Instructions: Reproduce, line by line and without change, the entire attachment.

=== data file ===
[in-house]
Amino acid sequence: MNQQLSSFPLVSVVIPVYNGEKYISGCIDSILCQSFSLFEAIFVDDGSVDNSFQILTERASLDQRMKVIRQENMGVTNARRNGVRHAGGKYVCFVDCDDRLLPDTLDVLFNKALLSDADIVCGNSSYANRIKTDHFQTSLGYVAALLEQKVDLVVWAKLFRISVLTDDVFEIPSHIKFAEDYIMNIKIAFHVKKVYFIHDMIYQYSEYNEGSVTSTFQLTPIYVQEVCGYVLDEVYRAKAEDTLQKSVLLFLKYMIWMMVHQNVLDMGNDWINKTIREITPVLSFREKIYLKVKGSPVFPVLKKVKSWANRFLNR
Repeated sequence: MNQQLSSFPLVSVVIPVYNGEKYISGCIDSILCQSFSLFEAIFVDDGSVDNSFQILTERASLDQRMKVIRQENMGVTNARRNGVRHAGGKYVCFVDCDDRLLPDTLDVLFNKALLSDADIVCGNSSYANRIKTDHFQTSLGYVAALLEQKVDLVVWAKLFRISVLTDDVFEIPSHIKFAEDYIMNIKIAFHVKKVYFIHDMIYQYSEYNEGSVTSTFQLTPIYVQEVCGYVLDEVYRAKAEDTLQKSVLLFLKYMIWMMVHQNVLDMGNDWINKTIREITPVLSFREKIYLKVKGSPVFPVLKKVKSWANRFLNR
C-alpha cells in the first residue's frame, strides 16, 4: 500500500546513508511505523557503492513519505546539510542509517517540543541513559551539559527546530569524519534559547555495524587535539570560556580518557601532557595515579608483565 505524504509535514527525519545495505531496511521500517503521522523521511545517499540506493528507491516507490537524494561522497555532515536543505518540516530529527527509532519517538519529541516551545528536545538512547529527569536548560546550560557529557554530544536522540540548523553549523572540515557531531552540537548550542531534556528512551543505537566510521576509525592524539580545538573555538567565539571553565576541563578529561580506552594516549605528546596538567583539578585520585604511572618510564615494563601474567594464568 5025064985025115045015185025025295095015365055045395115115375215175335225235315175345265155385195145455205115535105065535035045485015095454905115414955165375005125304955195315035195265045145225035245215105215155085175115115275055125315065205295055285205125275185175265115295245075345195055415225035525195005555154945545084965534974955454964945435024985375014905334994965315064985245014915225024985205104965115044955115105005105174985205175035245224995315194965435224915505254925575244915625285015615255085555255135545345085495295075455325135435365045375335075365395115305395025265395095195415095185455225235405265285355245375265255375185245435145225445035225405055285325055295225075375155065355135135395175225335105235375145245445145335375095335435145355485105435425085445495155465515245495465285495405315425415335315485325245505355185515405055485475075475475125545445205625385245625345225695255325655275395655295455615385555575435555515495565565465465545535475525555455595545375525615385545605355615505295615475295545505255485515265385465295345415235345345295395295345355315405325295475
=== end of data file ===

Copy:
[in-house]
Amino acid sequence: MNQQLSSFPLVSVVIPVYNGEKYISGCIDSILCQSFSLFEAIFVDDGSVDNSFQILTERASLDQRMKVIRQENMGVTNARRNGVRHAGGKYVCFVDCDDRLLPDTLDVLFNKALLSDADIVCGNSSYANRIKTDHFQTSLGYVAALLEQKVDLVVWAKLFRISVLTDDVFEIPSHIKFAEDYIMNIKIAFHVKKVYFIHDMIYQYSEYNEGSVTSTFQLTPIYVQEVCGYVLDEVYRAKAEDTLQKSVLLFLKYMIWMMVHQNVLDMGNDWINKTIREITPVLSFREKIYLKVKGSPVFPVLKKVKSWANRFLNR
Repeated sequence: MNQQLSSFPLVSVVIPVYNGEKYISGCIDSILCQSFSLFEAIFVDDGSVDNSFQILTERASLDQRMKVIRQENMGVTNARRNGVRHAGGKYVCFVDCDDRLLPDTLDVLFNKALLSDADIVCGNSSYANRIKTDHFQTSLGYVAALLEQKVDLVVWAKLFRISVLTDDVFEIPSHIKFAEDYIMNIKIAFHVKKVYFIHDMIYQYSEYNEGSVTSTFQLTPIYVQEVCGYVLDEVYRAKAEDTLQKSVLLFLKYMIWMMVHQNVLDMGNDWINKTIREITPVLSFREKIYLKVKGSPVFPVLKKVKSWANRFLNR
C-alpha cells in the first residue's frame, strides 16, 4: 500500500546513508511505523557503492513519505546539510542509517517540543541513559551539559527546530569524519534559547555495524587535539570560556580518557601532557595515579608483565 505524504509535514527525519545495505531496511521500517503521522523521511545517499540506493528507491516507490537524494561522497555532515536543505518540516530529527527509532519517538519529541516551545528536545538512547529527569536548560546550560557529557554530544536522540540548523553549523572540515557531531552540537548550542531534556528512551543505537566510521576509525592524539580545538573555538567565539571553565576541563578529561580506552594516549605528546596538567583539578585520585604511572618510564615494563601474567594464568 5025064985025115045015185025025295095015365055045395115115375215175335225235315175345265155385195145455205115535105065535035045485015095454905115414955165375005125304955195315035195265045145225035245215105215155085175115115275055125315065205295055285205125275185175265115295245075345195055415225035525195005555154945545084965534974955454964945435024985375014905334994965315064985245014915225024985205104965115044955115105005105174985205175035245224995315194965435224915505254925575244915625285015615255085555255135545345085495295075455325135435365045375335075365395115305395025265395095195415095185455225235405265285355245375265255375185245435145225445035225405055285325055295225075375155065355135135395175225335105235375145245445145335375095335435145355485105435425085445495155465515245495465285495405315425415335315485325245505355185515405055485475075475475125545445205625385245625345225695255325655275395655295455615385555575435555515495565565465465545535475525555455595545375525615385545605355615505295615475295545505255485515265385465295345415235345345295395295345355315405325295475